OpenPype is a python application built on top of many other open-source libraries, modules and projects. To be able to use it, you need those tools and set your environment. This requires additional software installed and set up correctly on your system.
Fortunately this daunting task is mostly handled for you by OpenPype build and install scripts. OpenPype can install most of its requirements automatically but a few more things are needed in various usage scenarios.
You can find detailed breakdown of technical requirements here, but in general OpenPype should be able to operate in most studios fairly quickly. The main obstacles are usually related to workflows and habits, that might now be fully compatible with what OpenPype is expecting or enforcing.
Keep in mind that if you run into any workflows that are not supported, it's usually just because we haven't hit that particular case and it can most likely be added upon request.
To use OpenPype in production, it should be installed on each artist workstation, whether that is in the studio or at home in case of a distributed workflow. Once started, it lives in the system tray menu bar and all of it's tools are executed locally on the artist computer. There are no special requirements for the artist workstations if you are running openPype from a frozen build.
Each artist computer will need to be able to connect to your central mongo database to load and publish any work. They will also need access to your centralized project storage, unless you are running a fully distributed pipeline.
Centralized and Distributed?
OpenPype supports a variety of studio setups, for example:
- Single physical location with monolithic project storage.
- Fully remote studios, utilizing artist's home workstations.
- Distributed studios, running fully or partially on the cloud.
- Hybrid setups with different storages per project.
- And others that we probably didn't think of at all.
It is totally up to you how you deploy and distribute OpenPype to your artist, but there are a few things to keep in mind:
- While it is possible to store project files in different locations for different artist, it bring a lot of extra complexity to the table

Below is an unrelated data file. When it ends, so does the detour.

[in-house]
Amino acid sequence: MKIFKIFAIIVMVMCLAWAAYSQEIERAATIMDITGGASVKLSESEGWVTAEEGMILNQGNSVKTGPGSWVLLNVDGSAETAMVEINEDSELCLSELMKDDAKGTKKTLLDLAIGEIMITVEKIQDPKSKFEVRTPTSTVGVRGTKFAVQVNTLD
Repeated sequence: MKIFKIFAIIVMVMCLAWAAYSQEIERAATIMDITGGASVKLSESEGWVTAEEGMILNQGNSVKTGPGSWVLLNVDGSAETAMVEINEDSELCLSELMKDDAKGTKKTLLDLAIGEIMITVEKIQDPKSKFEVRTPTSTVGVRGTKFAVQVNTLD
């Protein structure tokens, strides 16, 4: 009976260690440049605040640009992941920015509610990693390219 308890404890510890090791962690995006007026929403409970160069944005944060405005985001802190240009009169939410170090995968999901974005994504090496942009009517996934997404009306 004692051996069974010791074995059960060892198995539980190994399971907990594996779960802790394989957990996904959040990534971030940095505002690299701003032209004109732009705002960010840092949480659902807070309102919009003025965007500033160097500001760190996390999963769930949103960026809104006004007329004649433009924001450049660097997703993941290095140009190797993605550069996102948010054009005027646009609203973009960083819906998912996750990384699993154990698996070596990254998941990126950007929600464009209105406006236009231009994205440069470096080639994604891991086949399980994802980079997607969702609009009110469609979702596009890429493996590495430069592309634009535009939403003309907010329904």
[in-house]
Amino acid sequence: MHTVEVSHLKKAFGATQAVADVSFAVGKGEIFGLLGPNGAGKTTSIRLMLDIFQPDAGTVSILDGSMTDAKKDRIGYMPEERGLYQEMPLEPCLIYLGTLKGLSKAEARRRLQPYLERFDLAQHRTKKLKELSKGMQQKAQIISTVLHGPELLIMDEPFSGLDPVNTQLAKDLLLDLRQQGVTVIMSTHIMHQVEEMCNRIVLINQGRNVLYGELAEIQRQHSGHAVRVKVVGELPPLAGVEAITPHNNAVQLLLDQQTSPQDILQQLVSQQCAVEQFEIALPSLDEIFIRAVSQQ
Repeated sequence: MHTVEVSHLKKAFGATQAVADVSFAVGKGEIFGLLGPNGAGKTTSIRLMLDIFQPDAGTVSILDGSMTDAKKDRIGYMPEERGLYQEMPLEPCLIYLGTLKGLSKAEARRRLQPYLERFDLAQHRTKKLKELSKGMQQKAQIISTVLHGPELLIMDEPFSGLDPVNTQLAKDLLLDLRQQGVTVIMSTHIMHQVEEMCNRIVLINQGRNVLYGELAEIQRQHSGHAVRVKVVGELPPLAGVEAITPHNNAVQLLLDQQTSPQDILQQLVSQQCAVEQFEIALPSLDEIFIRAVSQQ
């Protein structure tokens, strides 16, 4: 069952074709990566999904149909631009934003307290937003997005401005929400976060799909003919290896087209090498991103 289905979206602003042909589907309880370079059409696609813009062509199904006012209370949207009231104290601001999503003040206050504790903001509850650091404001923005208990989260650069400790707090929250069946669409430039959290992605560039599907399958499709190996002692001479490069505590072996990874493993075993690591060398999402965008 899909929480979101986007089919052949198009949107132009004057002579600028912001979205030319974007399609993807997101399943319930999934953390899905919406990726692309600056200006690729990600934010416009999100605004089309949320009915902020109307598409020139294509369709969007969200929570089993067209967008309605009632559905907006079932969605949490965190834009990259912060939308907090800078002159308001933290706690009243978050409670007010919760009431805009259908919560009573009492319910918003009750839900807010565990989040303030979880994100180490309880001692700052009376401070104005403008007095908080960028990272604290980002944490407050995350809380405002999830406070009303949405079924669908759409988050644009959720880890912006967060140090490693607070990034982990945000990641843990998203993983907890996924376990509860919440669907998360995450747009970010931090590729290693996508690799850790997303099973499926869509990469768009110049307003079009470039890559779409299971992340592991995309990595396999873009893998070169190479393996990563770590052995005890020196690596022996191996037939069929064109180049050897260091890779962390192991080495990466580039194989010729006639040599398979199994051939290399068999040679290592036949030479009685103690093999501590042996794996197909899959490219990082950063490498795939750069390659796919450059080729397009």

- Some DCCs do not support using Environment variables in file paths. This will make it very hard to maintain full multiplatform compatibility as well variable storage roots.
- Relying on VPN connection and using it to work directly of network storage will be painfully slow.
This is where vast majority of the code that works with your data lives. It acts as Avalon-Config, if we're speaking in avalon terms.
Avalon gives us the ability to work with a certain host, say Maya, in a standardized manner, but OpenPype defines how we work with all the data, allows most of the behavior to be configured on a very granular level and provides a comprehensive build and installation tools for it.
Thanks to that, we are able to maintain one codebase for vast majority of the features across all our clients deployments while keeping the option to tailor the pipeline to each individual studio.
Avalon-core is the heart of OpenPype. It provides the base functionality including key GUIs (albeit expanded and modified by us), database connection, standards for data structures, working with entities and some universal tools.
Avalon is being actively developed and maintained by a community of studios and TDs from around the world, with Pype Club team being an active contributor as well.
Due to the extensive work we've done on OpenPype and the need to react quickly to production needs, we maintain our own fork of avalon-core, which is kept up to date with upstream changes as much as possible.